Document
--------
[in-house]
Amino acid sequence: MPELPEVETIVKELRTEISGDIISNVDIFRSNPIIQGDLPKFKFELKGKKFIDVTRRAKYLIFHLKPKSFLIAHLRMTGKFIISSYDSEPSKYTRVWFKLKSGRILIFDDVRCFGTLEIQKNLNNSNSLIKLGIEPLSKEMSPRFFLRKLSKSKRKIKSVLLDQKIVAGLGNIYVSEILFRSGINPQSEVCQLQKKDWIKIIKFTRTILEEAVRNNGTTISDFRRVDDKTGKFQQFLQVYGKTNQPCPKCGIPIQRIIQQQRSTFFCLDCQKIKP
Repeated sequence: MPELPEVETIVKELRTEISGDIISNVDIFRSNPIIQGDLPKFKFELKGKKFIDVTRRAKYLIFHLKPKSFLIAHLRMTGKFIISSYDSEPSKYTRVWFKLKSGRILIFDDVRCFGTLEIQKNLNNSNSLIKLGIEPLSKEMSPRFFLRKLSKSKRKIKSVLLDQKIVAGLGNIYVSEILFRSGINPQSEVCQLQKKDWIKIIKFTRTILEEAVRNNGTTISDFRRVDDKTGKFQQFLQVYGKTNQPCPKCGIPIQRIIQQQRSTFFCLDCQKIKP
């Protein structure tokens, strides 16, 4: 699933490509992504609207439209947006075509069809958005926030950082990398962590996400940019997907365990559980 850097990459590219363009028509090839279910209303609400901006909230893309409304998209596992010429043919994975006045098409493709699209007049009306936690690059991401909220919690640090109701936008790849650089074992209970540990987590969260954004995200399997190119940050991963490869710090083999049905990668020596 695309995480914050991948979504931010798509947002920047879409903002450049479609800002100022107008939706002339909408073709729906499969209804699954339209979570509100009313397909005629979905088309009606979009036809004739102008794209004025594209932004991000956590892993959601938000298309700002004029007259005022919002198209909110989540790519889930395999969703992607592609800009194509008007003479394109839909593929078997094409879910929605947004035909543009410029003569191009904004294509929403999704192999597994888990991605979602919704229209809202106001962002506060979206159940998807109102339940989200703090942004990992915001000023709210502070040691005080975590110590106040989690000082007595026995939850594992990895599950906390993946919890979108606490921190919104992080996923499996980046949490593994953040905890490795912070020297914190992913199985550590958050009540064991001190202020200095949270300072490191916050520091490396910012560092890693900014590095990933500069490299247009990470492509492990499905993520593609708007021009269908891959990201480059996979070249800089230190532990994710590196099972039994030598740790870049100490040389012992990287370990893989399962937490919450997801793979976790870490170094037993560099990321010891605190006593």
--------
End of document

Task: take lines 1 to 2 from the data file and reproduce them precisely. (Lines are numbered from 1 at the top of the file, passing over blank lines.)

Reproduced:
[in-house]
Amino acid sequence: MPELPEVETIVKELRTEISGDIISNVDIFRSNPIIQGDLPKFKFELKGKKFIDVTRRAKYLIFHLKPKSFLIAHLRMTGKFIISSYDSEPSKYTRVWFKLKSGRILIFDDVRCFGTLEIQKNLNNSNSLIKLGIEPLSKEMSPRFFLRKLSKSKRKIKSVLLDQKIVAGLGNIYVSEILFRSGINPQSEVCQLQKKDWIKIIKFTRTILEEAVRNNGTTISDFRRVDDKTGKFQQFLQVYGKTNQPCPKCGIPIQRIIQQQRSTFFCLDCQKIKP